GREAT EXPECTATIONS

18 Dec

reat Expectations ****
adapted by Lydia Vie from the novel by Charles Dickens
at the Playground Theatre

I have rarely seen anything more classically picturesque than the tableau we see as we enter the theatre. Eirini Kariori , the designer has presented us with three raised platforms. The highest of these is in the middle and there sits the magnificent figure of Miss Havisham, looking like the statue of a divine goddess in her Victorian wedding dress. On the floor in front of her is the pretty child Estella apparently playing with a toy pony. On each side are the other two platforms, one with a cosy scene of the blacksmith, Joe Gargery’s house, complete with glowing fire and Joe and Mrs Gargery preparing supper. On the other side we are in the gloomy churchyard, with Gravestones and the hungry Magwitch crouching in fear. Between the platforms there are two trellis screens covered in flowers. The effect is stunning and give a wonderful atmospheric start to the favourite Dickens story.
We are let in to the theatre about ten minutes before the play stats and they are all already in place and totally motionless.
As the music starts the tableaux come to life and Miss Havisham begins to speak.
This adaptation is very cleverly based on the David Lean movie. with the boy Pip being terrified by the Convict and Miss Havisham reciting her story of hate. Estella is the most enchanting child and no wonder Pip is startled into silence when he sees her.
Helen Bang is powerfully elegant as Miss Havisham and Estelle, the girl with a heart of ice is the stunning Denise Moreno.
No wonder young Pip longs to be a gentleman in order to join this group. He is an apprentice blacksmith, definitely a lower class boy. The actor, Samuel Lawrence has the task of being a young rough kid growing up into an aristocratic gentleman. It does not matter that he always remains the same, except for a growth of pomposity when he becomes rich and puts on the stovepipe hat;. He still remains the blacksmith boy at heart, especially when he finds out the origin of his money. His friend Herbert Pocket, helps him into his posh gear. This is a delightfully funny performance by Shaun Amos, especially in the earlier scene when he is the ‘pale young man’ who enters into a scrap with Pip and is defeated by the blacksmiths superior strength.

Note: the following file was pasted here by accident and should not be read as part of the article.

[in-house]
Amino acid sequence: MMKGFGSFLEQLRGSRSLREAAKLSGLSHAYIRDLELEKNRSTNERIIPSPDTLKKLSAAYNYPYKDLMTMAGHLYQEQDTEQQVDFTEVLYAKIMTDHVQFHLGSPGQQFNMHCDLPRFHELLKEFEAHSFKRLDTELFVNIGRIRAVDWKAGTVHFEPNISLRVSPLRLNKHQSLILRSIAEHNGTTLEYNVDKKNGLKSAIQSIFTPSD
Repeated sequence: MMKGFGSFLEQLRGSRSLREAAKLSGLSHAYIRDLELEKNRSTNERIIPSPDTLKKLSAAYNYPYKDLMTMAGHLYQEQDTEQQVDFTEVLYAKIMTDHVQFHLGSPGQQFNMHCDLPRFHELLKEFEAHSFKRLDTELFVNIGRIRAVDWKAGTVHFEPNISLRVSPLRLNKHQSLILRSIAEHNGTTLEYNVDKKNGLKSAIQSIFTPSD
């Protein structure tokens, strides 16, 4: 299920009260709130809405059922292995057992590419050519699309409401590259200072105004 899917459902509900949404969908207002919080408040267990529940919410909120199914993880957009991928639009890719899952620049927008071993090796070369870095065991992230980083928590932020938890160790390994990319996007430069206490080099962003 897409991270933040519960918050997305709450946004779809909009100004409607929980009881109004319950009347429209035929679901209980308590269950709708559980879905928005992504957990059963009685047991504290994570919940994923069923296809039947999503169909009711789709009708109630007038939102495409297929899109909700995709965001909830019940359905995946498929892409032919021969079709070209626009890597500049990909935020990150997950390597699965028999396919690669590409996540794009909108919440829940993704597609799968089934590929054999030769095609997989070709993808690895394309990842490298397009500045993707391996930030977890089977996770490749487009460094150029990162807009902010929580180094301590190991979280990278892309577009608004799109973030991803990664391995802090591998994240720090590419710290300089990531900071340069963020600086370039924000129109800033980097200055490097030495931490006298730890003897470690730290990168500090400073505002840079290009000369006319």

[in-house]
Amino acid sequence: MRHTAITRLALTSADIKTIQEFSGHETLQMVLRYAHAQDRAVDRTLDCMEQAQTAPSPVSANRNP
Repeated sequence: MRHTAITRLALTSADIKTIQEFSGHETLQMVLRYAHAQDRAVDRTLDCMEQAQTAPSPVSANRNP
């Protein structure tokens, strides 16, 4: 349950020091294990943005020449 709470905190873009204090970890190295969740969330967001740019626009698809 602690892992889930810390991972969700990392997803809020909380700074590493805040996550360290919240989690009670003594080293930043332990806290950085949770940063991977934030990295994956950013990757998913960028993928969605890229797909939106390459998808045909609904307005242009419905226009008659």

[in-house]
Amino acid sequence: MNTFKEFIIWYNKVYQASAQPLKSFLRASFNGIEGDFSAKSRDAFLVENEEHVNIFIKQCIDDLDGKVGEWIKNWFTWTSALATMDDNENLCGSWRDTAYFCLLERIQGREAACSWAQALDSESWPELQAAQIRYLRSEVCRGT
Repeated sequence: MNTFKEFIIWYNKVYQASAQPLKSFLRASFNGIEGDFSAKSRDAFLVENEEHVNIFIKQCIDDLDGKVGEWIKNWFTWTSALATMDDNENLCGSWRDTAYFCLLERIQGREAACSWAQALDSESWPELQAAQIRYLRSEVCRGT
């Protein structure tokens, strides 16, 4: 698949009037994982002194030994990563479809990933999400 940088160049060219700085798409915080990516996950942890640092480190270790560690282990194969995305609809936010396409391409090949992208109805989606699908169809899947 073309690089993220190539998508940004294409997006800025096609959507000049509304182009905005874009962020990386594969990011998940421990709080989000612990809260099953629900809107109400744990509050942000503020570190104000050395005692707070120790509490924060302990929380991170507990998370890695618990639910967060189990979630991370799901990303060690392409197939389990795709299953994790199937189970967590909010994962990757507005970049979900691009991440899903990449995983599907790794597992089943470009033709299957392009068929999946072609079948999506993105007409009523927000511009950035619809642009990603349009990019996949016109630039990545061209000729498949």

This is a beautifully presented show with some first class actors. Peter Rae is the sinister Magwitch, David Furlong is the lawyer Jaggers. The lovely and loving Joe is played with great sympathy by Matthew Wade and Fanny Dulin is just the opposite as Mrs Joe. She also plays Molly in the later scenes.
The adaptation by Lydia Vie is perhaps a little wordy – a problem with Mr Dickens,- and the final denouement seems to come in at a bit of a rush. There is just too much happening and too many complications to dwell on anything.
Anastasia Revi has directed with a keen knowledge and love of the material.
Congratulations to the Theatre Lab Company and to Anthony Biggs of the Playground Theatre.

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